Could Gas Cost More Than Your Car?


A major story on the NBC Today Show was about the sharp rise in the price of gasoline.  One “expert” claimed that, unless you have a very fuel-efficient vehicle, over a car’s lifetime gasoline will cost you more than the purchase price.  Really?  Say a new car costs $20,000, and is driven for 10 years, 12,000 miles/year.  If gasoline is $4/gallon, and the car gets a paltry 24 miles/gallon, today’s average for new cars, gasoline costs $20,000. So, even without discounting, the “expert” is wrong. 

Even if gas were $5/gallon, unless one discounts the future at a rate below 1 percent, the present value of the gasoline purchased is less than the price of the car.  I doubt that there are many new vehicles for which the expert statement is true, even if gas prices rise permanently far above the current price.  I do wish so-called “experts” knew the basics of Econ 1.

Caleb B

This falls under the category of "so what?"

What does it matter if the total cost of fuel is more than the total cost of the car? The total coat of ink is more than the printer. I still need both, so why do I care how the costs are allocated?

Seminymous Coward

It matters because the ratio between the cost of the fuel and the cost of the car determines how much it makes sense to pay for better fuel efficiency. For example, if they were equal costs, a 10% increase in fuel efficiency for a 10% increase in purchase price would be at break even.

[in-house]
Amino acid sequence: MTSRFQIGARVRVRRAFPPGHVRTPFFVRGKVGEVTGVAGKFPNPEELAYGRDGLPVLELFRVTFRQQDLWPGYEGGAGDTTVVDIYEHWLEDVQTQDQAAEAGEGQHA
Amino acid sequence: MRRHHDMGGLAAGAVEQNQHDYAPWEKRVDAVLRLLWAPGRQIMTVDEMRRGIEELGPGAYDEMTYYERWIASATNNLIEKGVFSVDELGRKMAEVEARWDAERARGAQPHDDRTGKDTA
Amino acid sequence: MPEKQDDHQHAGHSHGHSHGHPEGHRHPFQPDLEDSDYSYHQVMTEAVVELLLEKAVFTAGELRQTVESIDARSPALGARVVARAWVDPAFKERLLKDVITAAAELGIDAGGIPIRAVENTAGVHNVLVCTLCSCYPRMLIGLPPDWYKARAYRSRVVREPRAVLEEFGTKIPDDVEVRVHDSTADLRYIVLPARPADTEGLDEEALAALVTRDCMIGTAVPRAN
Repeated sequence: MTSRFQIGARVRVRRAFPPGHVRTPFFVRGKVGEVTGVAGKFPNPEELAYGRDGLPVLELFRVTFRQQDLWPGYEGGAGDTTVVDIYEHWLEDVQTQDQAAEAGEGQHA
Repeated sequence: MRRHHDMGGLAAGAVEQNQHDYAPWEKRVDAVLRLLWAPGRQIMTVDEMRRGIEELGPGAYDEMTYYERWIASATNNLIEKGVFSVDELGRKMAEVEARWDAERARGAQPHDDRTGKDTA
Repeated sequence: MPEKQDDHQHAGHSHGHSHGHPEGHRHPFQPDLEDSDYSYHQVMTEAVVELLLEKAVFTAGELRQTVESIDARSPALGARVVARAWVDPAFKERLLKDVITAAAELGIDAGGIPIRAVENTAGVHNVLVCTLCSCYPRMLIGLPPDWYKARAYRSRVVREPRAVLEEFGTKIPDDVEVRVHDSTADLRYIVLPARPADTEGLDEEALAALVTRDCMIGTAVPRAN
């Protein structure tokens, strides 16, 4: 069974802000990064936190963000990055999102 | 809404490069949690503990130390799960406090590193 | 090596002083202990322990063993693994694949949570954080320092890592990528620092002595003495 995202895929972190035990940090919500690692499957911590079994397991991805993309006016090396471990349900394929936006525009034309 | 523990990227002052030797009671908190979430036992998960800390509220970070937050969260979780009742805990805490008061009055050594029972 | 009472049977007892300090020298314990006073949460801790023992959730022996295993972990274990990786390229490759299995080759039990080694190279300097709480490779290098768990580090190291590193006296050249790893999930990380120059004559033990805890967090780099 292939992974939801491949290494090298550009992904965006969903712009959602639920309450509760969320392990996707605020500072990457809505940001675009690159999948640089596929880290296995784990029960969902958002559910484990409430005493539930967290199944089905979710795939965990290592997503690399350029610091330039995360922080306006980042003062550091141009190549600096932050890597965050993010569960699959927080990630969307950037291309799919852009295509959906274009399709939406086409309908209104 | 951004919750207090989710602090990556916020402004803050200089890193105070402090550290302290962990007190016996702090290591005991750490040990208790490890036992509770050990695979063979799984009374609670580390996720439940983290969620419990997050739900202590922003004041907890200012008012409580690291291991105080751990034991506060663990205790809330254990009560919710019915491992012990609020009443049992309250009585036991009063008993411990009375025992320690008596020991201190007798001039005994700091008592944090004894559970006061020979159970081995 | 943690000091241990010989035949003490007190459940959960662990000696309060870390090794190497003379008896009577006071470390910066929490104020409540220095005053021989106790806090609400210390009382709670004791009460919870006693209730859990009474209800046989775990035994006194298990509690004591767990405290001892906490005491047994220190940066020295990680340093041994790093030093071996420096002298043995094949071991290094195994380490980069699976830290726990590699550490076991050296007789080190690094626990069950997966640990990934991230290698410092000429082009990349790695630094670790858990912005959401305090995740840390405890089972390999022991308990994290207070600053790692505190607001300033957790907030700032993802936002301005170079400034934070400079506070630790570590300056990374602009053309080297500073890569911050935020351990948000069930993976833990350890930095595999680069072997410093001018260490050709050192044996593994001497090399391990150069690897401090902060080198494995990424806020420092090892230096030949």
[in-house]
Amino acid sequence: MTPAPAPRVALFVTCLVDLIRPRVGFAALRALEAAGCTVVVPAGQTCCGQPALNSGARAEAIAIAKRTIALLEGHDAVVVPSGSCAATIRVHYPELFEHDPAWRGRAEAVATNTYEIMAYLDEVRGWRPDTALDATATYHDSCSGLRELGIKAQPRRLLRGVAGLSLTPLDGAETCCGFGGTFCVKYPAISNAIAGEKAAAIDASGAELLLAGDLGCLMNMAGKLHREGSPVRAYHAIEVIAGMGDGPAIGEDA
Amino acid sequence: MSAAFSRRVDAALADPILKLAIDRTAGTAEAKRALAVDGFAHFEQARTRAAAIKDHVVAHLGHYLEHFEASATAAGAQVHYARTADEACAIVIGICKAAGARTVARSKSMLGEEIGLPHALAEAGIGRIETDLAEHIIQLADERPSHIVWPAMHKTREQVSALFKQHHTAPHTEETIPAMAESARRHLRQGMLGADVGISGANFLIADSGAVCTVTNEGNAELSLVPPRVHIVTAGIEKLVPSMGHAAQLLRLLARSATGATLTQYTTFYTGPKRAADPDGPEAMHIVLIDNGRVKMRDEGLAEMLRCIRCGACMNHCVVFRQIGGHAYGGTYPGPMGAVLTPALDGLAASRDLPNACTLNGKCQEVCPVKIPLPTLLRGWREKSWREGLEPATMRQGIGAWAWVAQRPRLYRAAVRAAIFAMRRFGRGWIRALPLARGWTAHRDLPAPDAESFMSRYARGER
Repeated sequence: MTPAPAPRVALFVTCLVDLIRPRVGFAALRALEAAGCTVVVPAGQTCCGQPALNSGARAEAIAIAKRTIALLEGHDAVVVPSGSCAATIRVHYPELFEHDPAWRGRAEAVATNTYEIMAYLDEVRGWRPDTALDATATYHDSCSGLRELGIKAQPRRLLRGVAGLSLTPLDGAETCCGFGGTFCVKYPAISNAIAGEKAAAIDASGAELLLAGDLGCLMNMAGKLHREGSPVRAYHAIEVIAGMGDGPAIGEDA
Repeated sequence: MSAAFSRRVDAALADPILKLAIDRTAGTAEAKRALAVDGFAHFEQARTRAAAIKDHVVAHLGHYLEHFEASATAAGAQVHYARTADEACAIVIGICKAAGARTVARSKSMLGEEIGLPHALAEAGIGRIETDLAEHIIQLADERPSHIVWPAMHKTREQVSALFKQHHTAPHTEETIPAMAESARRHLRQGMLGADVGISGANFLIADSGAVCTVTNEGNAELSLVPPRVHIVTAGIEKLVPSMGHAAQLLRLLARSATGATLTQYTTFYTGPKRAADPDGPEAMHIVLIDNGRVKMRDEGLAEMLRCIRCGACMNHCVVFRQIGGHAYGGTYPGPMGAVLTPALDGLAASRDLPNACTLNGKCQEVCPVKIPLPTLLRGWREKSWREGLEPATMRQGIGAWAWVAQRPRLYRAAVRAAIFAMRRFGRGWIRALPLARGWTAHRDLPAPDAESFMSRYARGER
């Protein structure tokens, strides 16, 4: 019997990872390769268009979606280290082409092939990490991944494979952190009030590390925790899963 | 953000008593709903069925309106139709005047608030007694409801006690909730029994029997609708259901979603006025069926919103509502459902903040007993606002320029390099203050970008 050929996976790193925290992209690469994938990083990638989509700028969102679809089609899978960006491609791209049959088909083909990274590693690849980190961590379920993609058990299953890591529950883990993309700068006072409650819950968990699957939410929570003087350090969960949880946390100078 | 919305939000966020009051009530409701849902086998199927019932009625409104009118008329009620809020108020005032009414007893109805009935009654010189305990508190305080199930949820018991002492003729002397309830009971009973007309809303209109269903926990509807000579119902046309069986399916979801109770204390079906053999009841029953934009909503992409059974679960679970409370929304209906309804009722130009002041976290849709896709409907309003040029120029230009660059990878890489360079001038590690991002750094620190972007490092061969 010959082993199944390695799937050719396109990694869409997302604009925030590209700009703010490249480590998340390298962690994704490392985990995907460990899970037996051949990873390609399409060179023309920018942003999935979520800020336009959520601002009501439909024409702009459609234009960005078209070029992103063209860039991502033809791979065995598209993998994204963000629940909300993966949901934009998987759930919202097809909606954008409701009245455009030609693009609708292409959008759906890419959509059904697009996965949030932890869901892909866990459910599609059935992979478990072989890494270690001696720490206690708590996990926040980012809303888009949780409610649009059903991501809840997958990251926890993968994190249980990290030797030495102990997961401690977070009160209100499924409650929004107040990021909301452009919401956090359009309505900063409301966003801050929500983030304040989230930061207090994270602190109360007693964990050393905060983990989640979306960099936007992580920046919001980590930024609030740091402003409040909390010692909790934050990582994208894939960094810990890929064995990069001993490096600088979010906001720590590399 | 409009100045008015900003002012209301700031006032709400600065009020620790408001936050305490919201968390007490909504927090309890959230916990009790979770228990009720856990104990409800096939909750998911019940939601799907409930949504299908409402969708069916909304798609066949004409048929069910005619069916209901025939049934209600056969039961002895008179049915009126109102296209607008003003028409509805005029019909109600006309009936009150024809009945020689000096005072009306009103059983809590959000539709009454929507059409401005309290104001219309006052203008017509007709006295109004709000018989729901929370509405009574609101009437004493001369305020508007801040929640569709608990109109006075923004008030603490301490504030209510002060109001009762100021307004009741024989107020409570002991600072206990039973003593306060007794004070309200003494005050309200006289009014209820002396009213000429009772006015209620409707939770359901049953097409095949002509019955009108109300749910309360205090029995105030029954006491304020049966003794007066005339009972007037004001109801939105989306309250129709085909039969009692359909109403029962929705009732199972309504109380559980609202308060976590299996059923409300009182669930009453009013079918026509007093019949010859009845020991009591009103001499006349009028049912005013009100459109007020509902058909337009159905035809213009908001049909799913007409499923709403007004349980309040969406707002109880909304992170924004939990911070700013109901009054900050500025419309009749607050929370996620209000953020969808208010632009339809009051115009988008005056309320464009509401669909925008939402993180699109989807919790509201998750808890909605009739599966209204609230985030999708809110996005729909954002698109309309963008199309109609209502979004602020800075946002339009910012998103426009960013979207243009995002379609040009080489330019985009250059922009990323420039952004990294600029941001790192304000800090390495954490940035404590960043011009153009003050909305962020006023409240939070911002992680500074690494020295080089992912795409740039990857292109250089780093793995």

Caleb B

Oh, and the price of gasoline is much more likely to rise to $6-7 in year 10, so the static model doesn't really apply here.

Seminymous Coward

You need some strong source for price, number sold, fuel efficiency, and average distribution of miles driven for each model of vehicle. You need good projections for the future cost of gasoline. You need to clarify whether you mean fuel consumed by the original owner only. You need to clarify whether the cost of the car is discounted by the value of the scrap to which it will be rendered.

You are both making the mistake of answering a question about which you don't have enough information to draw firm conclusions. Your answer came out pretty close to his without any real basis for your assumptions. Reasonable estimates of those inputs could give different answers, so you need better estimates to make a proper judgement.


The average american drives around 13.5k miles per year. The average age of a car on the road right now is around 10 years so the typical life of a car would be much greater than 10 years. Correcting those numbers and I suspect that the "experts" claim is on point.


You are most likely using a different statistic for a car's lifetime. As of last year, the AVERAGE age of cars on US roads was 10.8 years [1], which suggests that its highly unlikely for the average lifetime of a car to be at 10 years. In fact, it strongly suggests that the average lifetime of a car is much higher, thereby making the statements in the Today Show a lot more plausible. I'll include a report of a cars average lifetime being above 13 years[2].

The 10 years estimate is essentially the average lifetime per car per owner. Now, I did not watch the Today Show, but it seems to me there is more than enough room here for you both to be right.



Dave F.

Wow... Hamermesh could have thought this out a little bit more. The equation totally changes based on how far you drive the car, even if we assume 25 MPG (better math)

150,000 miles / 25mgp = 6,000 gallons * $4/gallon = $24,000 ->more than many cars

There was value though to saying 10,000 miles per year as it gives us a cost of $1600 dollars/year in gas, or $125 per month. If we put 20,000 down initially (like with the car) and pulled out $125 per month we would need more than 1.6% interest to make the car cheaper in the long run.

If you use your car longer or buy used there is a great chance gasoline would cost more. If you buy a more expensive car with good MPG you will pay less.